The only woman in the movie (save for the lesbians, who obviously aren’t characters but scenery) is Leonidas’ wife, King Gorgo, and she gets raped. Because what else do are women good for in story-telling, really? Nevermind that Spartan women were also trained in fighting. Instead of a really gross scene where to secure more troops for her husband she has to endure rape, is double-crossed and accused of adultery, and then in a fit of rage kills the man, in turn discovering he was a double-agent for the Persians, we could have another really awesome fight scene, minus the rape, where the treachery is revealed at the edge of her short-sword, instead of a dagger (women can carry weapons as long as they’re small and “feminine”- can’t depict them being competent with a “man’s weapon”).
Now that we’ve gotten some of what 300 did wrong out of the way, lets talk about awesome ladies who were doing things like not being a prop in a movie about dudes during Xerexe’s attack! Hydna the diver and Artemisia of Caria, specifically.
Hydna the diver was a woman taught how to dive by her father Scyllis of Scione, who was a renowned diver, able to dive “into the very deepest parts of every sea.” Some historians think the pair may have been clam divers.
Along with Xerxes land force, he also sent ships to engage the renowned Athenian fleet. There’s this whole awesome thing where the Oracle at Delphi said the wooden wall would save Athens, leading many citizens to put their faith in this really small and really terrible wall around the city, when in fact the Oracle meant the Athenian fleet- a wall of wooden ships. While Xerexes fleet was moored near Mount Pelion, a storm rolled in. The winds and violent waves threatened to crash the ships against one another, were it not for their anchors and mooring lines. Noting this fact, Hydna and Scyllis swam out to the Persian fleet, the storm still going strong, and dove beneath the fleet, where they proceeded to cut the anchors and mooring lines. Without their stability, many of the Persian ships were destroyed as they were dashed against one another or the coast. “In return for this deed the Amphictyons dedicated statues of Scyllis and his daughter. The statue of Hydna completed the number of the statues that Nero carried off from Delphi. Only those of the female sex who are pure virgins may dive into the sea.”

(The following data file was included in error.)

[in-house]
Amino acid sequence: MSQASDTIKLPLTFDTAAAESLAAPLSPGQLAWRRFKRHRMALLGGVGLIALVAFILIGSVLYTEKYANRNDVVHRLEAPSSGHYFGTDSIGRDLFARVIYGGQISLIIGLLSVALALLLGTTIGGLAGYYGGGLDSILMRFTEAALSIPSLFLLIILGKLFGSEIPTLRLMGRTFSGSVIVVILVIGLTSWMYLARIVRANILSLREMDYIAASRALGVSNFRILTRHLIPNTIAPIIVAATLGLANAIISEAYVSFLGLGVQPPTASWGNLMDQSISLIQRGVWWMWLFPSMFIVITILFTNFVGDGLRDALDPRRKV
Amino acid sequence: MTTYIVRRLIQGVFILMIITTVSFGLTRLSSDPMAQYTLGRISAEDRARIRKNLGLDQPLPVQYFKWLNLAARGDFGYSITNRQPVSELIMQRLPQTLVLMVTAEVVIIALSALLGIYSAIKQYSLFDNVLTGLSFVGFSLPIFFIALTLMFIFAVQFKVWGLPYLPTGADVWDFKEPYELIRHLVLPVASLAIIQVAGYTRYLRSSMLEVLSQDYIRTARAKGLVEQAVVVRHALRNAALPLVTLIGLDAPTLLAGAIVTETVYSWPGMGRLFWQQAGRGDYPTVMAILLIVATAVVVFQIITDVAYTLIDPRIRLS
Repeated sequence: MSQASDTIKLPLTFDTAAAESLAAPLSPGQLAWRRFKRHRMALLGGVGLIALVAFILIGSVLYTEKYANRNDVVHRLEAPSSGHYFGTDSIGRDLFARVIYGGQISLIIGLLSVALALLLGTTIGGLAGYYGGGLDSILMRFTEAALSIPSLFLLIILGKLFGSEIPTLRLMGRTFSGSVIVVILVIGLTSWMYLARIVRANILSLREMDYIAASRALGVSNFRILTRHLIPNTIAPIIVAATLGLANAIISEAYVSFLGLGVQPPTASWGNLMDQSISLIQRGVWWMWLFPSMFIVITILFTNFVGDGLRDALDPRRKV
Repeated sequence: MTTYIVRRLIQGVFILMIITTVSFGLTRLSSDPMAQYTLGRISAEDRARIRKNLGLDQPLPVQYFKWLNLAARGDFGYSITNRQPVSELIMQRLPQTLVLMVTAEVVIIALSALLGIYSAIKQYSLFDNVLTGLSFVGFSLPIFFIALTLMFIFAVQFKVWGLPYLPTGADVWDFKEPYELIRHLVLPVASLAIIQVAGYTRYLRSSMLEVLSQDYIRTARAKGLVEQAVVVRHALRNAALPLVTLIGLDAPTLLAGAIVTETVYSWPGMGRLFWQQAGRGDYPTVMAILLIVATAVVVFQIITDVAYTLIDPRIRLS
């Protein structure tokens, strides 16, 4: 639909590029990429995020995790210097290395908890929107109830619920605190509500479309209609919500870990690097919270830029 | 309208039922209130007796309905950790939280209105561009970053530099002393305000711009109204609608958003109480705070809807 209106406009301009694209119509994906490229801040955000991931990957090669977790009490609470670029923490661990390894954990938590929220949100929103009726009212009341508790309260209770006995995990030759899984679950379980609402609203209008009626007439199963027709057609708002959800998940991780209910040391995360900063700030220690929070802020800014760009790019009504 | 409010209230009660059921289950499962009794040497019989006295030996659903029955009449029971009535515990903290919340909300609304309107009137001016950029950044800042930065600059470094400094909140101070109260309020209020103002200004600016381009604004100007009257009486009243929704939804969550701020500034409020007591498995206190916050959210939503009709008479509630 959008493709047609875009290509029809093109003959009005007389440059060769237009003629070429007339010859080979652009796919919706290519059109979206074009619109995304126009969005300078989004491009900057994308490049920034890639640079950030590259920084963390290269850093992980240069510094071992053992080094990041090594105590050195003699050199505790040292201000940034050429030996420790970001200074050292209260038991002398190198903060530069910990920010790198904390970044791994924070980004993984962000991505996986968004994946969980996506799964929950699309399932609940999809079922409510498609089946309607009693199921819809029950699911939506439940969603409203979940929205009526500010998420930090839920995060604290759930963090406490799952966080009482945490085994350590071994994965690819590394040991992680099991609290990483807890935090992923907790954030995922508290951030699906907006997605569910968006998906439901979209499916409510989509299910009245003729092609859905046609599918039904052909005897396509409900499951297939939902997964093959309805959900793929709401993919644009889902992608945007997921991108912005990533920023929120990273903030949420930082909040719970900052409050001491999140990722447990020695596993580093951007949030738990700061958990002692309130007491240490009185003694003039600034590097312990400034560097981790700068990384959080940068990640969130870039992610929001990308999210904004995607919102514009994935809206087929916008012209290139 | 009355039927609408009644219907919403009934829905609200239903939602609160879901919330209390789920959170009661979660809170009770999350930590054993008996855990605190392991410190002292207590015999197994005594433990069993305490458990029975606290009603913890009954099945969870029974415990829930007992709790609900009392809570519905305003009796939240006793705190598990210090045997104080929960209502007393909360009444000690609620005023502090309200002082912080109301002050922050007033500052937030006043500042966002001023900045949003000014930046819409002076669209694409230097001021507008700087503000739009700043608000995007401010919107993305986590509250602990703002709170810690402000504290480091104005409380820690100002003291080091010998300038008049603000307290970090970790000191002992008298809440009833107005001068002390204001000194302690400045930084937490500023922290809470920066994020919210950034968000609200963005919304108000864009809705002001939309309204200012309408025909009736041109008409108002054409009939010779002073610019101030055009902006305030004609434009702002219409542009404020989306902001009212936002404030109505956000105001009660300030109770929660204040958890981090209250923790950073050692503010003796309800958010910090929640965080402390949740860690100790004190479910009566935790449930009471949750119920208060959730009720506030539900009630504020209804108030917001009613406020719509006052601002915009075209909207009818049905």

Artemisia I of Caria was on the other side of events, a naval commander for Xerxes. She was also the ruler of Caria in Ionia. She was Xerxes’ sole woman commander, and was the one who suggested a joint land and sea attack. (Couldn’t put her in the movie, then we’d have to women with speaking roles). She proposed attack the Greek fleets one by one, but Xerexs instead attacked the Greek fleet when they had all assembled together at the Battle of Salamis. Artemisia participated in this battle, commanding five ships.
The Greeks won the battle, because it was fought in cramped conditions between the Straits of Slaamis, where the small number of Greek ships was able to outmaneuver the large numbers of Persian ships (ancient sources say 1,200, but modern historians put it at 600-800), which became a hindrance to themselves as they blocked and ensnared one another. After this defeat, Artemisia convinced Xerxes to retreat to Asia Minor.
While both of these women’s contributions to history can be summarized fairly quickly, their participation in Xeroxes’ invasion was vital to how the war went. If the Spartan 300 get to be immortalized and remembered for basically failing spectacularly (being a bit hyperbolic- they did hold off the invasion force for a few days), Hydna should also be remembered for scoring an actual victory for the Greek side, and Artemisia was the only woman commander, which is awesome, and she forwarded the basic outline for the whole invasion.